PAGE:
h. Riders
These are extra benefits attached to the basic insurance policy, of course at extra costs. Common riders include waiver of premium, accident benefit, critical illness, etc. These are limited in scope and may or may not always suit your purpose. So each rider requires a thorough evaluation, before you decide to opt in.

i. Individual Health Insurance Policy
This is the basic health insurance plan. It provides cover against the cost of medical treatment when the insured person is hospitalized (subject to the limits and other terms stipulated in the policy). It also covers related pre and post-hospitalization expenses.

j. Family floater policy
Same as the Individual Health Insurance Policy, with one exception. It covers the cost of medical treatment when any of the family member — your spouse, kids, parents or you — covered under the policy is hospitalized. A basic individual or family floater policy is a MUST.

k. Critical Illness
A policy that provides insurance cover against certain pre-specified serious ailments such as cancer, stroke, heart attack, etc. More importantly, it PAYS THE ENTIRE SUM ASSURED upon diagnosis, irrespective of the actual cost of medical treatment. A USEFUL ADD-ON to the basic health policy.

insurance-terms-and-jargon
Has the insurance mumbo jumbo left you puzzled and clueless?

l. Top-up / Super Top-up Health Policy
Same as an Individual / Family floater policy, with one exception. You can make a claim under Top-up or Super Top-up policy ONLY IF the claim value exceeds a pre-decided amount (called deductible). So, the basic health policy takes care of the initial medical expenses. Additional costs, over and above the limit of the basic cover, is paid by these policies. Excellent option to increase total health insurance cover at much lower premiums!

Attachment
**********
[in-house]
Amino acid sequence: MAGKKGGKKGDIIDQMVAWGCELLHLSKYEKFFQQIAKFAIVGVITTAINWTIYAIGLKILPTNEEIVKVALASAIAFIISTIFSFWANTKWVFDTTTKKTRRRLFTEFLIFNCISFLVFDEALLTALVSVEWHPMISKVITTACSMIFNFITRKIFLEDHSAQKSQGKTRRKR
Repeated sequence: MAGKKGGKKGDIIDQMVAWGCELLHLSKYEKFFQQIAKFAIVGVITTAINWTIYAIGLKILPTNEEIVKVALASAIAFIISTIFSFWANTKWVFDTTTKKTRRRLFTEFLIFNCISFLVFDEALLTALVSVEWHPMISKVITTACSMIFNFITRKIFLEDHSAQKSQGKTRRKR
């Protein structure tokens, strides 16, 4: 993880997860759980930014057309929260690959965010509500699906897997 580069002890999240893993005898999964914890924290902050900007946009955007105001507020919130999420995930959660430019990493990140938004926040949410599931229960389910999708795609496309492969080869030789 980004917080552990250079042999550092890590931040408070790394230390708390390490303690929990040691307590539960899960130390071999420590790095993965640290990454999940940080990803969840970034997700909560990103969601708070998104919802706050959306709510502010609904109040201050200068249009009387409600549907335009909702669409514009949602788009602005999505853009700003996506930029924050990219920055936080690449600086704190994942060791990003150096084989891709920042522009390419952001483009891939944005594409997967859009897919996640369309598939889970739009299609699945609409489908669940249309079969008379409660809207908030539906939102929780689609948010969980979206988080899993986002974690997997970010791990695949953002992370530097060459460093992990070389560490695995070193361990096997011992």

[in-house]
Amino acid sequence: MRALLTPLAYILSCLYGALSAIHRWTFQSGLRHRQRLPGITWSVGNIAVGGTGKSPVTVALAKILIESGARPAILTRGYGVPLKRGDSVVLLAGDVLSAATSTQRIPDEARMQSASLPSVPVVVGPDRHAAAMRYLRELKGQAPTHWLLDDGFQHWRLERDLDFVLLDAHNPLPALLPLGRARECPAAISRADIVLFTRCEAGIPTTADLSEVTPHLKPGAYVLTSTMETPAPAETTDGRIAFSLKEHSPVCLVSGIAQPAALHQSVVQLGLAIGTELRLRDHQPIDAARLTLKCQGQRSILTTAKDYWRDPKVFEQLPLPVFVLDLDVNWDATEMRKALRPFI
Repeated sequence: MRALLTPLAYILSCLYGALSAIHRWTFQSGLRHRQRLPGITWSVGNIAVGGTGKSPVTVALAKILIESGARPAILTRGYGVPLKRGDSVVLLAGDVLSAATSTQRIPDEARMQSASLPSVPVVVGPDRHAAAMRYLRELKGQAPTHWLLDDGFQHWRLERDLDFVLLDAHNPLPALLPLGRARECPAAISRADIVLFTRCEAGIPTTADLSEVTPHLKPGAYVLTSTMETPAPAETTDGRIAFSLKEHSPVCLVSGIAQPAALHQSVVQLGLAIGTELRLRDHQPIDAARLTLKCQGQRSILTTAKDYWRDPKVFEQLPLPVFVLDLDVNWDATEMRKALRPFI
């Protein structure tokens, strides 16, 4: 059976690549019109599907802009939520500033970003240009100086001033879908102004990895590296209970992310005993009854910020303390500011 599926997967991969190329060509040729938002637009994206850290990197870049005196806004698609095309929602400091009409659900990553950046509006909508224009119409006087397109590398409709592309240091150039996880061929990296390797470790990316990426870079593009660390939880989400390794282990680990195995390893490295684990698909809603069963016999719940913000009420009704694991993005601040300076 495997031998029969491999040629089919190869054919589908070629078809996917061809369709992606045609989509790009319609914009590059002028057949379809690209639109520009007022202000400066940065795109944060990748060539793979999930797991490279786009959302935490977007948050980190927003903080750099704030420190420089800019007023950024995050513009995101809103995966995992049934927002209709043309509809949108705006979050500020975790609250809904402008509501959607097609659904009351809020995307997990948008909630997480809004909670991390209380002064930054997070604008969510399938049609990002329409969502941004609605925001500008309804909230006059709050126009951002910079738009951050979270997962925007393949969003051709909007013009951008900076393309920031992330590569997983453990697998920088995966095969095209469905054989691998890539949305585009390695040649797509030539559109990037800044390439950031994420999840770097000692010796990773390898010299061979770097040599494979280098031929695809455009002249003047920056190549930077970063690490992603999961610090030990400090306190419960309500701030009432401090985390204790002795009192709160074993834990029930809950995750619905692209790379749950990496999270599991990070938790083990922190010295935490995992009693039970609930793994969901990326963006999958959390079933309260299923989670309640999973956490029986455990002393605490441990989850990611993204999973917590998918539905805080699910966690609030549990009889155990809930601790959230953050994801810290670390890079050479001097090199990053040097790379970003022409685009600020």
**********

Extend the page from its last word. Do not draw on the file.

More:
m. Hospital Cash Policy
Same as an Individual / Family floater policy, with one exception. It does not pay for the actual expenses incurred. Instead, it pays a pre-fixed amount for each day of stay at the hospital and a pre-fixed amount for each surgery. Avoid and stick to the basic health plan.

n. Bonus
It is the additional amount paid to the policyholder at maturity, apart from the Sum Assured. One such amount is the Reversionary Bonus, that is added to policy throughout the term. This can either be "with-profit" bonus (i.e. depending on the profits of the insurance company) or "guaranteed" bonus (i.e. irrespective of the profits of the insurer). Some policies also pay Loyalty Bonus or Terminal Bonus as a reward for persisting with the policy.

o. Free Look Period 
When you first buy the policy and are not satisfied with it, you can cancel the policy. You have 15 days — from the date of receipt of policy — to exercise this option. Your premium is refunded (after deducting stamp duty charges, medical examination fees and proportionate risk premium for the no. of days already covered). 

p. Days of Grace
Each insurance policy specifies a particular due date for the payment of premium. Days of grace is the extra 15-30 days period allowed by the insurance company to make the payment, immediately after which the policy lapses.

q. Reinstatement